New Study Shows What Solving A Homicide In Space Would Look Like

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As experts predict that the rapid advancement of technology will make space travel more common in future years—NASA‘s Artemis program is set to establish a permanent orbiting laboratory in low-Earth orbit by the end of the decade—a novel field of study emerges: astroforensics.

While Agatha Christie couldn’t have written Murder on the Moon back in the 1930s, a new study shows that the science community is already bracing itself for this scenario. 

After all, our planet’s surface gravity may differ from that of the Moon, but human nature will likely remain a constant.

“As humanity advances into a space-faring species, the risk of injury by multiple means and intentions will follow,” the study, published on Forensic Science International: Reports, reads.

Image credits: NASA

“Expanding understanding of how forensic science adapts to extraterrestrial environments is a novel and inevitable expansion into the next forensic frontier.” 

The study centers on a common forensic science discipline: bloodstain pattern analysis.

 By recreating this type of evidence in a microgravity environment, scientists hope to gather insight into how crime scene investigations could be conducted in space.

It’s important to note that true zero gravity exists far away from any celestial bodies. When close to a body such as the Moon, there will be a low gravitational influence—also known as microgravity—according to ScienceAlert.

Gravity plays a crucial part in how airborne liquid blood interacts with a surface and creates stain patterns. Consequently, the altered gravity conditions of space should translate into observable differences in this phenomenon.

“As humanity advances into a space-faring species, the risk of injury by multiple means and intentions will follow,” the study reads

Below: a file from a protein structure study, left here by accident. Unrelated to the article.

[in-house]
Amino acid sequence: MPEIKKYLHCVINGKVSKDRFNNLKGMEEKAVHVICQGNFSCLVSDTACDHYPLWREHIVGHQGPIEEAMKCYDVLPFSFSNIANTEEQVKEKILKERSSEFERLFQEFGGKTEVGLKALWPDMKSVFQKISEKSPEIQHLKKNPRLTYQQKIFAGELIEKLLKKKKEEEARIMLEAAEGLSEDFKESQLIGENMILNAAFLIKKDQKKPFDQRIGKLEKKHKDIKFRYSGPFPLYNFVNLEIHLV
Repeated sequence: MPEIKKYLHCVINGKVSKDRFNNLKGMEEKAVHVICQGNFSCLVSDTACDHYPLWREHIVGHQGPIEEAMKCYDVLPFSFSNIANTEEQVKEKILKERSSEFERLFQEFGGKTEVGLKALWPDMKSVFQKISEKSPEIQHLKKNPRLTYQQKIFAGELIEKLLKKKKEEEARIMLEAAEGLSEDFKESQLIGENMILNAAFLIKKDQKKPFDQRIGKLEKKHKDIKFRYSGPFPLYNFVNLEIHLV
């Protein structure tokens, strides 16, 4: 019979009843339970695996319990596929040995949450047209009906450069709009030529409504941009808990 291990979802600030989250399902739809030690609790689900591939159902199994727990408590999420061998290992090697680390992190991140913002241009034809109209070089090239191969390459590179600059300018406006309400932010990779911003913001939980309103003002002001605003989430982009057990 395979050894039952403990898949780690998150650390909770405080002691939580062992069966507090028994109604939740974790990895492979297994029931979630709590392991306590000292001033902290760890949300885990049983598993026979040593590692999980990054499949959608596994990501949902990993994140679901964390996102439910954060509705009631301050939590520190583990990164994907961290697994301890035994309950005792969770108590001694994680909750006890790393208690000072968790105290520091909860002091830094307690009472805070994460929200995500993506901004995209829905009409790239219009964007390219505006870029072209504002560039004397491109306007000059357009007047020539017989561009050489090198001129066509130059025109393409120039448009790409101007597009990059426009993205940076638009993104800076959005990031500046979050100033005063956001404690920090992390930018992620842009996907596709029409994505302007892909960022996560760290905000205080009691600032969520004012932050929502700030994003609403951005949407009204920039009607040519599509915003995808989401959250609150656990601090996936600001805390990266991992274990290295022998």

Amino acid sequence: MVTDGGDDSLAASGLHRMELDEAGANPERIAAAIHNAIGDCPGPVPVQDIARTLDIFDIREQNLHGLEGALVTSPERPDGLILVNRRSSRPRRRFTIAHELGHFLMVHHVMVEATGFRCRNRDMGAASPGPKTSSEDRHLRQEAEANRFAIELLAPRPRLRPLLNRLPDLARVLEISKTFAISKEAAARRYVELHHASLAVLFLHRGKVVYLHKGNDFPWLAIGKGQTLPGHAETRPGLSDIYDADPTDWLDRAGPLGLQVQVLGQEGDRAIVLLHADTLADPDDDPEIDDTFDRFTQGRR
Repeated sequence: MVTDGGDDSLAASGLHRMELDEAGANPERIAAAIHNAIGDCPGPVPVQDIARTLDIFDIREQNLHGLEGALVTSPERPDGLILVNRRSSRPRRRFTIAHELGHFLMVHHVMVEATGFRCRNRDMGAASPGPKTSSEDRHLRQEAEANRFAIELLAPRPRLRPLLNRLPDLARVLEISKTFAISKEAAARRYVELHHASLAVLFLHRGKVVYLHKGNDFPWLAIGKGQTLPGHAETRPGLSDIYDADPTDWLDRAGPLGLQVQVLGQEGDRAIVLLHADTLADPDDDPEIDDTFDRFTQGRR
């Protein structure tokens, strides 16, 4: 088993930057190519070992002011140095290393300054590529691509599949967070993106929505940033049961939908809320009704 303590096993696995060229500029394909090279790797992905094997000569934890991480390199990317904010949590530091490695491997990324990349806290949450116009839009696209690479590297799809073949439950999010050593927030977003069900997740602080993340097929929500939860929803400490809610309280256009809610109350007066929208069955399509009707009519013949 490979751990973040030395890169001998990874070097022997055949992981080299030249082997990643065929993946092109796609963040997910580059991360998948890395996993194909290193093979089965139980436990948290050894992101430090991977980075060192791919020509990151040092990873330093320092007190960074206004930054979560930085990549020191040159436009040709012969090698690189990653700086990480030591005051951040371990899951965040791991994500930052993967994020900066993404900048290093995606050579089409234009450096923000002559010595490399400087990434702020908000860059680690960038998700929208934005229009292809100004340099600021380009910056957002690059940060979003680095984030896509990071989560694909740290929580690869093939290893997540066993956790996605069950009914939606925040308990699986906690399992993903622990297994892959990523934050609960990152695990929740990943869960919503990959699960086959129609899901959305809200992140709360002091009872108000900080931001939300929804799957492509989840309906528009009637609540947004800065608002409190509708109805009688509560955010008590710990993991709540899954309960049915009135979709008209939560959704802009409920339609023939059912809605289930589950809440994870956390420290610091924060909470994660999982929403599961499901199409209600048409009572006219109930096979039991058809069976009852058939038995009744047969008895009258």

Image credits: NASA

To conduct their investigation, scientists used a parabolic flight research plane that induces short periods of microgravity due to its up-and-down flight path.

During this period of freefalling microgravity, a number of synthetic blood drops were projected onto a piece of paper. The resulting bloodstain was then analyzed using routine Earth-bound protocols. 

The experiments were conducted inside a repurposed pediatric incubation chamber, referred to as a glove box, ScienceAlert reported.

Investigators didn’t use real blood for the study due to biohazard concerns in the cabin of the plane. 

The synthetic blood was loaded into a syringe, and once microgravity was induced, the syringe was manually depressed to project the blood across 20 cm (7.87 inches) onto a surface of white paper.

Investigators focused on the forensic science discipline of bloodstain pattern analysis

Image credits: NASA/Roscosmos

Image credits: NASA

After concluding their study, scientists found that microgravity does indeed affect the behavior of the blood drops and the stains they create.

Firstly, they observed that under microgravity conditions, blood traveled in a straight line until it came into contact with the surface instead of falling in a parabolic manner.

Given that the distance was only 20 cm, the straight-line flight path didn’t have a significant effect on the resulting pattern. 

Scientists predict that this difference would become more apparent if a longer trajectory for the blood were to be analyzed, a scenario that the parabolic research aircraft didn’t allow.

By recreating a space with microgravity conditions, they analyzed the trajectory of synthetic blood and its resulting pattern

Image credits: sciencedirect

Regarding the spreading action of the blood upon striking the surface, the dominating force of surface tension and cohesion translated into a stain that was of a smaller shape and size than it would be on Earth.

In the gravity environment of Earth, liquid blood drops undergo a series of stages in the stain creation process. This includes the droplet’s collapse, the formation of a small wave, and the spread into a final stain shape.

Investigators mentioned that in order to expand their research, larger microgravity environments would be required.

People reacted to the novel discipline with hilarious references

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